Can Amazon, which transformed the way many Americans shop, do the same thing for medical care?

That’s the question many are asking after news that the online retail giant is partnering with Berkshire Hathaway and JPMorgan Chase in a venture aimed at cutting healthcare costs for its employees—and possibly a wider swath of Americans.

While it’s too soon tell what they may develop, other companies have already made radical moves to contain runaway healthcare costs and improve quality. Some big-name companies, including Whole Foods, Boeing, Lowe’s, and Walmart, have cut out insurance companies entirely and are contracting directly with healthcare providers to offer some medical services to workers.

“We’re seeing a lot of different players trying to change the healthcare system,” says Thomas Dennison, a professor at Syracuse University and director of the Lerner Center for Public Health Promotion.  

More on Healthcare Costs

But when a rock star trio of super-powerful business execs—Amazon’s CEO, Jeff Bezos; Berkshire’s chief, Warren Buffett; and JPMorgan Chase’s CEO, Jamie Dimon—team up, expectations are especially high.

Details are scarce as to what, exactly, the Amazon/Berkshire/JPMorgan Chase venture might entail. The joint press statement merely said the goal is to “develop technology solutions that will provide U.S. employees and their families with simplified, high-quality and transparent healthcare at a reasonable cost.”

And they say their venture will serve only employees of the three firms—about 1 million workers—at least initially. That’s fewer than 1 percent of workers in the U.S. who have commercial health insurance.

“The three of our companies have extraordinary resources, and our goal is to create solutions that benefit our U.S. employees, their families, and, potentially, all Americans,” Dimon said.

Some observers are skeptical. For one thing, at least at first, the group won't be big enough to have a lot of leverage to negotiate prices.

“These are big companies with big brands,” says Rosemarie Day, who runs a healthcare consulting firm and was one of the founders of the Massachusetts Health Insurance Exchange. “But in terms of actually moving the needle on healthcare costs, their size won’t be hugely impactful at this stage of the game.”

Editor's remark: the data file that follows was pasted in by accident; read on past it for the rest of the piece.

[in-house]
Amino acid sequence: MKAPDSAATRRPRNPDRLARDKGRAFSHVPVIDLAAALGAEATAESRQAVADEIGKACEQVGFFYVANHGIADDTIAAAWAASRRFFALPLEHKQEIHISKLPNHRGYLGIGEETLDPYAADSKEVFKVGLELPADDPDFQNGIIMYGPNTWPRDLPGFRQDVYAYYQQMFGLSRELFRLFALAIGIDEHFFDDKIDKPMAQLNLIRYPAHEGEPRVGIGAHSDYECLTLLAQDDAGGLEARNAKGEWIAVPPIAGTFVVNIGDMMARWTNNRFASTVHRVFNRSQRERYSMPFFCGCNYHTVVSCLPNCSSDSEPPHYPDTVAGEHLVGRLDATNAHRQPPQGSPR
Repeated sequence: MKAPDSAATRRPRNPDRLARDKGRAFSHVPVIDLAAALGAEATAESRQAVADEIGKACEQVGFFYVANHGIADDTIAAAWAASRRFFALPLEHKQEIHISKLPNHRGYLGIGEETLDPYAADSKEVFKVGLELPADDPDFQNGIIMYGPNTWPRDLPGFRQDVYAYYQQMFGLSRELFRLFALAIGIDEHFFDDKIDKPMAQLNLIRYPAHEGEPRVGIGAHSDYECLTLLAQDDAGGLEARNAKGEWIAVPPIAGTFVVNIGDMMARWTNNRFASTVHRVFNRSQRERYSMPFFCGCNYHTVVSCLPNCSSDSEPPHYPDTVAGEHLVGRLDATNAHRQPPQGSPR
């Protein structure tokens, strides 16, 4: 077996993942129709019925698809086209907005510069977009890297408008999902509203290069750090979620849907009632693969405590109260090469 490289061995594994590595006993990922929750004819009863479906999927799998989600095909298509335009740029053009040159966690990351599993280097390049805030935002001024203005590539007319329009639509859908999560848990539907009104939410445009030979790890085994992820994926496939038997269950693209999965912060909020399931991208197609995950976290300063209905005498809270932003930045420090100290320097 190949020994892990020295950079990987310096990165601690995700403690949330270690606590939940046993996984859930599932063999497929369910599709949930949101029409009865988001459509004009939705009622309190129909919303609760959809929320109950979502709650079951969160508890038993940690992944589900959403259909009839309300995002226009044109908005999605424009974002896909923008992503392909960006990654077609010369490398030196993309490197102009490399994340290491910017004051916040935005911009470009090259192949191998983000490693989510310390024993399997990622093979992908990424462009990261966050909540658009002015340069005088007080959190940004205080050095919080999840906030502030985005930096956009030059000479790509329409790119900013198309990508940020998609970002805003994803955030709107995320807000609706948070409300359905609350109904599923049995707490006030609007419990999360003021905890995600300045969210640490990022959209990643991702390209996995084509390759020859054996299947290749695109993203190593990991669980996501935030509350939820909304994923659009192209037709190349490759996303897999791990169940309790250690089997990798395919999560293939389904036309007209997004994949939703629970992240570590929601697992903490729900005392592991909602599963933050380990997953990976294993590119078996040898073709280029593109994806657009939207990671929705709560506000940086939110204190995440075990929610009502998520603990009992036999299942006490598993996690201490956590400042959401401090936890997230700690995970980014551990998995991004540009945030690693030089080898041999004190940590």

She believes they will have to innovate to find better solutions.

The Disruptors

The Amazon/Berkshire/J.P Morgan partnership is just the latest group of big-name firms to take on the issue of the rising cost of healthcare.

Two years ago IBM, Berkshire’s BNSF Railway subsidiary, and American Express founded a nonprofit organization called the Health Transformation Alliance, which now counts 40 big companies as members. The group says its combined heft, with more than 6 million workers, gives it leverage to negotiate lower prices. For example, members can participate in group contracts for prescription drug coverage.

Similar to Whole Foods, Boeing, Lowe’s, and Walmart, Intel decided to work directly with healthcare providers, and it has found some success in reducing costs.

In 2009, Intel created what it called a healthcare collaborative, teaming with a healthcare provider group near its Portland, Ore., headquarters to directly offer healthcare services to employees. By developing new processes for treating a half-dozen medical conditions, such as diabetes and back pain, treatment costs fell 24 percent to 49 percent, patient satisfaction with treatment increased, and people returned to work faster, according to an analysis of the project in Harvard Business Review.

And 73 Fortune 100 companies, with more than 50 million employees, are members of the National Business Group on Health, a nonprofit focused on helping large employers reduce healthcare costs and helping employees better manage their healthcare.

The National Business Group on Health says its members are increasingly turning to telemedicine and opening their own health centers to curb costs. More than half of large employers will offer onsite or near-site health centers this year, and that number could increase to nearly two-thirds by 2020, according to a recent survey by the group